So just to visualize this a little bit more, this is normally sitting in your flute like this. And then, if you're checking it with the cleaning rod it comes up like that and hits the bottom, this bottom metal piece. And that's why you can see the line here in the tonal. So, that should line up right in the middle. And this part, the crown of your flute, sometimes students, middle-schoolers especially, will mess with the crown of their flute a lot because it's kind of fun to twist it around. It doesn't feel like it's really impacting anything, but it absolutely can mess with the placement of your head cork. So if it comes just like naturally a little bit loose, that's not the end of the world, but you should not be able to just keep twisting it. So like if I push mine it stops and it meets resistance. And that's what should happen because your head corks should be tight enough that it's creating a seal, and it should not freely move.

If I take one of my older ones, this is my very first flute that I got in fifth grade, I can just keep twisting the crown and it'll keep going forever because the cork is just super loose in there, so that should not happen. It should be nice and tight. So, ideally, crown does not twist forever, and the line on your cleaning rod, again, should be in the middle. If your head cork does need replacing, it might look like this. Again, this is my first flute. When I put in the cleaning rod it's way up there at the top. See that? Not good. That means the cork has shrunk. And, like I said before, I can just keep twisting this crown forever and it won't stop.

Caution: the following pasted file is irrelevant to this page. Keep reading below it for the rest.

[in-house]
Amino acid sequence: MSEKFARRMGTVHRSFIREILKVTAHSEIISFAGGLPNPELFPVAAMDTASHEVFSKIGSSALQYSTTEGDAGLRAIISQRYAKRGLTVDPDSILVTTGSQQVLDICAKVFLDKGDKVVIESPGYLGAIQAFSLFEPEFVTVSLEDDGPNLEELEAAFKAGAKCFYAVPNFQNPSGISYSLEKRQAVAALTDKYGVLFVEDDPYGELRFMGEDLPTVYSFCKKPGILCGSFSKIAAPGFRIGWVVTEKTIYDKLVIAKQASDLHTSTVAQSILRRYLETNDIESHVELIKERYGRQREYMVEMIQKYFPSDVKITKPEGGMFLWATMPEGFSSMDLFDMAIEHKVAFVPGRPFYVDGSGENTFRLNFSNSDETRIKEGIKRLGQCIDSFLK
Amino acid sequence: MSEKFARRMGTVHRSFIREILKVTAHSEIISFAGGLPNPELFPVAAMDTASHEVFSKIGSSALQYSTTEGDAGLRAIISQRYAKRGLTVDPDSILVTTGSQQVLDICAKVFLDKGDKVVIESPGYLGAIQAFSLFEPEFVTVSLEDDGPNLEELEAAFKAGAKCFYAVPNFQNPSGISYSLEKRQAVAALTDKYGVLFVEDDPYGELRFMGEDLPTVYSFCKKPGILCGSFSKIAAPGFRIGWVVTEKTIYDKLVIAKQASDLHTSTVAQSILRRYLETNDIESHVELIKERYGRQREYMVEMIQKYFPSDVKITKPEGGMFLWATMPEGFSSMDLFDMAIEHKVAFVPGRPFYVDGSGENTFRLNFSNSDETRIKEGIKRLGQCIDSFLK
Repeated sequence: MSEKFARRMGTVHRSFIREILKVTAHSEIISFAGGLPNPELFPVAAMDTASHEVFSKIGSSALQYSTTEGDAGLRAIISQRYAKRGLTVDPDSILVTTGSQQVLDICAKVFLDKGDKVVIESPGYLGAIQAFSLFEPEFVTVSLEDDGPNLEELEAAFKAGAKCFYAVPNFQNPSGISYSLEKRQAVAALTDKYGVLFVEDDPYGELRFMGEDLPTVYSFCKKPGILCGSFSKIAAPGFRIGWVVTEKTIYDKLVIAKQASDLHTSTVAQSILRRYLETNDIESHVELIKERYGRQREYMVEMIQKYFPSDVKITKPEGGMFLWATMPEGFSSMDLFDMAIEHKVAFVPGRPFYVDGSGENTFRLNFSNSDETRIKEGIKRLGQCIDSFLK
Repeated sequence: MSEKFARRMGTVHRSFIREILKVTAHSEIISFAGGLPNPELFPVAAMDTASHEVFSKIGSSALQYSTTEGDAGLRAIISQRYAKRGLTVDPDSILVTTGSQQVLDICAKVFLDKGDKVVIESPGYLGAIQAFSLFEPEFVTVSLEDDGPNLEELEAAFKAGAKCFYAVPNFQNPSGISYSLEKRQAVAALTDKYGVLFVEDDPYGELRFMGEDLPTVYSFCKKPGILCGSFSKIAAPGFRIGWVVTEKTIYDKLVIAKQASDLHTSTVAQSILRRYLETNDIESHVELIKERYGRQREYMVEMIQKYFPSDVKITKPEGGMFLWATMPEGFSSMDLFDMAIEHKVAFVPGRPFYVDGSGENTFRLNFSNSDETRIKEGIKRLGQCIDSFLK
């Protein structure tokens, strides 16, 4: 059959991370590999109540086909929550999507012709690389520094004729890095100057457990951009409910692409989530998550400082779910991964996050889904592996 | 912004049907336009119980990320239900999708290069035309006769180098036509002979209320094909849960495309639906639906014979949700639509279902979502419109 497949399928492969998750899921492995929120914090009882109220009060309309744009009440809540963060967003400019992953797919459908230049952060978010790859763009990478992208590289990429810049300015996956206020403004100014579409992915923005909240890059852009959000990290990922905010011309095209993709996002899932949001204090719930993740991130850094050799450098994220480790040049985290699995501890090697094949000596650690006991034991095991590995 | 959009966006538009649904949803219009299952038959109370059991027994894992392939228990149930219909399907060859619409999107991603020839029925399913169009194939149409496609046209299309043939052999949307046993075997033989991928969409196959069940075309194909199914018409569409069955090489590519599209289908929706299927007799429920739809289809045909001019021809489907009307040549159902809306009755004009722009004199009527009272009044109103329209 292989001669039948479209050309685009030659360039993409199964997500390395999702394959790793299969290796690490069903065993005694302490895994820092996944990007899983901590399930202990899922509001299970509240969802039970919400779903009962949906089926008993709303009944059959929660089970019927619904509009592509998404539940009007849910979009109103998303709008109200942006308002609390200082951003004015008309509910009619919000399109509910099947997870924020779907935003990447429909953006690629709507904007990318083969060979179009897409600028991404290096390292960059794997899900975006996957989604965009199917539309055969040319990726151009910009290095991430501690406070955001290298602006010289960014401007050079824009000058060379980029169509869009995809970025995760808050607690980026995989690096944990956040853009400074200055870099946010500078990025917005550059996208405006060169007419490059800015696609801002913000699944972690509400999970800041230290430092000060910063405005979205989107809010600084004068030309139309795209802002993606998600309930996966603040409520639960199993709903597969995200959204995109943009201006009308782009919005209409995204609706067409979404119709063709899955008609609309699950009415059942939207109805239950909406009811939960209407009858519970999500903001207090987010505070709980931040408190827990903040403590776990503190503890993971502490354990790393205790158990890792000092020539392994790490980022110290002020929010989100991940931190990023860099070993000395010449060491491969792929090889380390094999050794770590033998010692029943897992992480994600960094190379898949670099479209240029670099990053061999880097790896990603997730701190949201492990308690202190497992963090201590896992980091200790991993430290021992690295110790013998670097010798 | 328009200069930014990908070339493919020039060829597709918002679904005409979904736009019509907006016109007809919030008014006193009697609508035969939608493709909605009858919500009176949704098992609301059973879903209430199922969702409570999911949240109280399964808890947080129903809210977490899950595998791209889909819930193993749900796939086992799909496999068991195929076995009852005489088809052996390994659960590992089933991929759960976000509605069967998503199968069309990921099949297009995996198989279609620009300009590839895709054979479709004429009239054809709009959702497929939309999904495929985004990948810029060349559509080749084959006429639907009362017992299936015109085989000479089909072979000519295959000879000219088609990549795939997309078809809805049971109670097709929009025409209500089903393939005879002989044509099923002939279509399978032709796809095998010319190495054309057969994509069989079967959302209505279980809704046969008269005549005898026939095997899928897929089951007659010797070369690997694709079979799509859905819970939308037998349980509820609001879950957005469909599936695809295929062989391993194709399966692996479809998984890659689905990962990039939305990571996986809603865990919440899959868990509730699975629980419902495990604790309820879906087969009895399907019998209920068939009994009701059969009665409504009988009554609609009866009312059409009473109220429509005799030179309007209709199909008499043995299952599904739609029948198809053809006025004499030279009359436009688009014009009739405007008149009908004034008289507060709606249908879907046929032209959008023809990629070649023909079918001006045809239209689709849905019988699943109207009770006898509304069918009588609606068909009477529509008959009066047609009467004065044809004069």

I am going to show you guys this head cork. So this head cork is clearly pretty old. It's probably, at least, 10 years old. It has shrunk. It does not take up all this space anymore and it has also shrunk, if you can see, it has also shrunk this way so it doesn't take up the full width of this right here. And this is the crown. So if my fingers are the head joint, this could just keep spinning and it's leaking air out there like nobody's business. If I put my head cork back in my flute, which is way too easy, it should not be that easy to do, again, it's still way too far out.